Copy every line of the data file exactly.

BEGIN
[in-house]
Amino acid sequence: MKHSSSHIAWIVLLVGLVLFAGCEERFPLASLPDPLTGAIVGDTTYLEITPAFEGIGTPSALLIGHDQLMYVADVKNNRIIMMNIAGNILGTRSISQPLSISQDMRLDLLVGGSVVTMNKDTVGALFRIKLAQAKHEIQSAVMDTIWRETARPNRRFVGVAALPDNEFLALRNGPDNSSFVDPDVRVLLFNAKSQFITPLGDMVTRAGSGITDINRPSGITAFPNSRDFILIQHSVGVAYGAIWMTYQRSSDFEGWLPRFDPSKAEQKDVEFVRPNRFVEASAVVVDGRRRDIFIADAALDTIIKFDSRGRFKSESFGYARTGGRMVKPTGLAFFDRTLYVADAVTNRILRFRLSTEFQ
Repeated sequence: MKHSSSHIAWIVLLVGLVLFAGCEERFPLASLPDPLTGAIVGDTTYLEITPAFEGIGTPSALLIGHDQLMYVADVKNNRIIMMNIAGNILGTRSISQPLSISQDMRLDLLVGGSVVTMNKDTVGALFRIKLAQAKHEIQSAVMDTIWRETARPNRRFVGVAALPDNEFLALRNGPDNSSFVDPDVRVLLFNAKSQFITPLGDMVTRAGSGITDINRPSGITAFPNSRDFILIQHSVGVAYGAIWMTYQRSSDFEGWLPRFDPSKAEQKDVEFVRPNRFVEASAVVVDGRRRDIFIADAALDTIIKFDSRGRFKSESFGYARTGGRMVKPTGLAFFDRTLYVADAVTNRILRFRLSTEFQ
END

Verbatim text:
[in-house]
Amino acid sequence: MKHSSSHIAWIVLLVGLVLFAGCEERFPLASLPDPLTGAIVGDTTYLEITPAFEGIGTPSALLIGHDQLMYVADVKNNRIIMMNIAGNILGTRSISQPLSISQDMRLDLLVGGSVVTMNKDTVGALFRIKLAQAKHEIQSAVMDTIWRETARPNRRFVGVAALPDNEFLALRNGPDNSSFVDPDVRVLLFNAKSQFITPLGDMVTRAGSGITDINRPSGITAFPNSRDFILIQHSVGVAYGAIWMTYQRSSDFEGWLPRFDPSKAEQKDVEFVRPNRFVEASAVVVDGRRRDIFIADAALDTIIKFDSRGRFKSESFGYARTGGRMVKPTGLAFFDRTLYVADAVTNRILRFRLSTEFQ
Repeated sequence: MKHSSSHIAWIVLLVGLVLFAGCEERFPLASLPDPLTGAIVGDTTYLEITPAFEGIGTPSALLIGHDQLMYVADVKNNRIIMMNIAGNILGTRSISQPLSISQDMRLDLLVGGSVVTMNKDTVGALFRIKLAQAKHEIQSAVMDTIWRETARPNRRFVGVAALPDNEFLALRNGPDNSSFVDPDVRVLLFNAKSQFITPLGDMVTRAGSGITDINRPSGITAFPNSRDFILIQHSVGVAYGAIWMTYQRSSDFEGWLPRFDPSKAEQKDVEFVRPNRFVEASAVVVDGRRRDIFIADAALDTIIKFDSRGRFKSESFGYARTGGRMVKPTGLAFFDRTLYVADAVTNRILRFRLSTEFQ